Beating the Odds
Global Academy was born out of Helen and co-founder Melissa Storbakken’s deep belief in the mission of the International Baccalaureate Organization: to make thoughtful, global citizens who are lifelong learners. “International Baccalaureate really believes in inquiry-based learning, not kill and drill,” explains Helen. “It honors the experiences of all students, which was very important to us.”
Global Academy has a diverse range of students: 82% are students of color, 36% are English Learners, and 85% qualify for free/reduced lunch. Helen argues that it’s because of – not despite – the fact of this diversity that Global students excel, paired with rigorous curriculum and calm culture. With several years of higher-than-average test scores in both reading and math, Global Academy was listed as a school that was “Beating the Odds” multiple years by the Star Tribune.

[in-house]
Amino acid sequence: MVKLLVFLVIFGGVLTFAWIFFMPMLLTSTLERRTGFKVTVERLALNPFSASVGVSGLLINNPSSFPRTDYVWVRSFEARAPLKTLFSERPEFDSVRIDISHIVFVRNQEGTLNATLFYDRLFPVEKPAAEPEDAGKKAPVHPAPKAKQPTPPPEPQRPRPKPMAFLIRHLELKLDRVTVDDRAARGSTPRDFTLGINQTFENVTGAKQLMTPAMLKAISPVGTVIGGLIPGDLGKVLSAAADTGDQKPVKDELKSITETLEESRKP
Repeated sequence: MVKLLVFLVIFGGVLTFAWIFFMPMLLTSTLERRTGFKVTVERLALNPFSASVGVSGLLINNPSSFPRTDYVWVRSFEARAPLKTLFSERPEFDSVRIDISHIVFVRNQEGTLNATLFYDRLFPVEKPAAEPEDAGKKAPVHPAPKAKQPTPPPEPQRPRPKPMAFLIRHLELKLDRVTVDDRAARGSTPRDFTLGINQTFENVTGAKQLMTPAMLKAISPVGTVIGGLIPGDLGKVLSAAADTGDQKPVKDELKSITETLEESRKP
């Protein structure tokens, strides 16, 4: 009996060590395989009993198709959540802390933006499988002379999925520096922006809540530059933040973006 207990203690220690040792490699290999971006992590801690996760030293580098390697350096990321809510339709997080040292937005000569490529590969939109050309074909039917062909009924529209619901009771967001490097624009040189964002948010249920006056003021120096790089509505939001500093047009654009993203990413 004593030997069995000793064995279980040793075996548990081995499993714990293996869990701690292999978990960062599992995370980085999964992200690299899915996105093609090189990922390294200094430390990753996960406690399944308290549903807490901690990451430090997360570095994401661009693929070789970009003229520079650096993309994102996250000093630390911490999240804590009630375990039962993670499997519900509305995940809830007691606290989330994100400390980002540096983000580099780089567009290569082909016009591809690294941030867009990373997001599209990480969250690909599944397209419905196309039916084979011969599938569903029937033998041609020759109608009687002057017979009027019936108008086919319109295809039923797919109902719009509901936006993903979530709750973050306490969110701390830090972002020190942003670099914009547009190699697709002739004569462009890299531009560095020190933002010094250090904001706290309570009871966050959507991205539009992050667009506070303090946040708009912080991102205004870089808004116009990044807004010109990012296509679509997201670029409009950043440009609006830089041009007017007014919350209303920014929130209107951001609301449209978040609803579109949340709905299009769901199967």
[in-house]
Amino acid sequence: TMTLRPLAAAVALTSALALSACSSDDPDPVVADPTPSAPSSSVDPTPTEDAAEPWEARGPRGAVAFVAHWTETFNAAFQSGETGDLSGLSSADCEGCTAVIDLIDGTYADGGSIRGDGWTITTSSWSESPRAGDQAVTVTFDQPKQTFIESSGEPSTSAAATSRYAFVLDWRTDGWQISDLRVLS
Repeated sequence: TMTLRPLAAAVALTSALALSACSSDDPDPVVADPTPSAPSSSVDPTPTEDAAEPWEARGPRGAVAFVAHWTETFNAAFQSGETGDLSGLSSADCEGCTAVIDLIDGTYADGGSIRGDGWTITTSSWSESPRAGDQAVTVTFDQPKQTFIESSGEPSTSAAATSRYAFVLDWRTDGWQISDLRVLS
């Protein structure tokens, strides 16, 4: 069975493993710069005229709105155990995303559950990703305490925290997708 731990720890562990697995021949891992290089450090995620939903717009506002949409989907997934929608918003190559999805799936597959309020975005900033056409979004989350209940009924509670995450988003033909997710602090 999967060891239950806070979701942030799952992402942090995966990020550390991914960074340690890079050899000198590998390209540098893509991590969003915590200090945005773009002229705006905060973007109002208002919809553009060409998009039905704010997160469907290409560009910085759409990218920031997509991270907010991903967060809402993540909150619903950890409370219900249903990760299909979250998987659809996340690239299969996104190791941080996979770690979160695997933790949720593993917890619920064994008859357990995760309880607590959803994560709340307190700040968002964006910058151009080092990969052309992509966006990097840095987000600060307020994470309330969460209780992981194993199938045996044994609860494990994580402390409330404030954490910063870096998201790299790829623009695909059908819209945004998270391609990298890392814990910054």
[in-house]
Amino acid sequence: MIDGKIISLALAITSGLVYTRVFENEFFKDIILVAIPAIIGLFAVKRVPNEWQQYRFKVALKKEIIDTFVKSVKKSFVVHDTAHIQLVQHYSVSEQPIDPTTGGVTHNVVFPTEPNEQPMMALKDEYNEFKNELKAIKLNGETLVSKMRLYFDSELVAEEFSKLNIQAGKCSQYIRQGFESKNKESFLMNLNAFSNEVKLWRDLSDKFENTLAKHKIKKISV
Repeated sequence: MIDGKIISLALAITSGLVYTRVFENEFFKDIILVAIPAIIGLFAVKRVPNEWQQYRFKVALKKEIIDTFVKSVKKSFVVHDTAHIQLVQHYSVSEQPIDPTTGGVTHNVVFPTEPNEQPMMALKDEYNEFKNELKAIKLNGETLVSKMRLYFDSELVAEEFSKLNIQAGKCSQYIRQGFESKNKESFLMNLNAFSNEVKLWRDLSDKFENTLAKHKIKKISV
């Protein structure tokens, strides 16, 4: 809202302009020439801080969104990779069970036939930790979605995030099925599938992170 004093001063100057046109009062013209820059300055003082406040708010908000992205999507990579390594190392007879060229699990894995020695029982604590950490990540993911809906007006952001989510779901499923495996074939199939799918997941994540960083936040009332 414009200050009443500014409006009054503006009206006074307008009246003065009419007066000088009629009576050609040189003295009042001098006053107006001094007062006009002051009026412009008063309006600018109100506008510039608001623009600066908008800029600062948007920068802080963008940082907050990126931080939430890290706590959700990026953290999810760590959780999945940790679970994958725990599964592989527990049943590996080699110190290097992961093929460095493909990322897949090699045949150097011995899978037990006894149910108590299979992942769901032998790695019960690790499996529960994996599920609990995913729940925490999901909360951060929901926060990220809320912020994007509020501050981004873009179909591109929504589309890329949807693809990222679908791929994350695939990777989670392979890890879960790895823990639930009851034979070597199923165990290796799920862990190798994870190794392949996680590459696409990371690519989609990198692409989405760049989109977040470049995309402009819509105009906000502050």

A requirement of the International Baccalaureate curriculum is that students learn a second language apart from that of the teaching language; most kids at Global Academy already know three. “One of the things that happens with English learners, especially when they were a newer population in Minnesota, and even now, is they’re looked at as a burden and people think they need extra help and attention,” says Helen. “In an IB program, that kind of diversity is highly valued. Kids who are safe, honored and happy tend to learn more – go figure!”
With proficiency levels historically at or above the state average, it’s not surprising that the school has a waiting list between 1,000-1,200 kids for the past couple years. When asked about the secret sauce surrounding the school culture, Helen holds up a clipboard with comic-strip-styled hallway expectations – “straight line,” “facing forward,” “voices off,” and a woman signaling to be quiet. She also points out the awards and certifications the school as earned for being certified in a non-verbal classroom management approach called ENVoY®.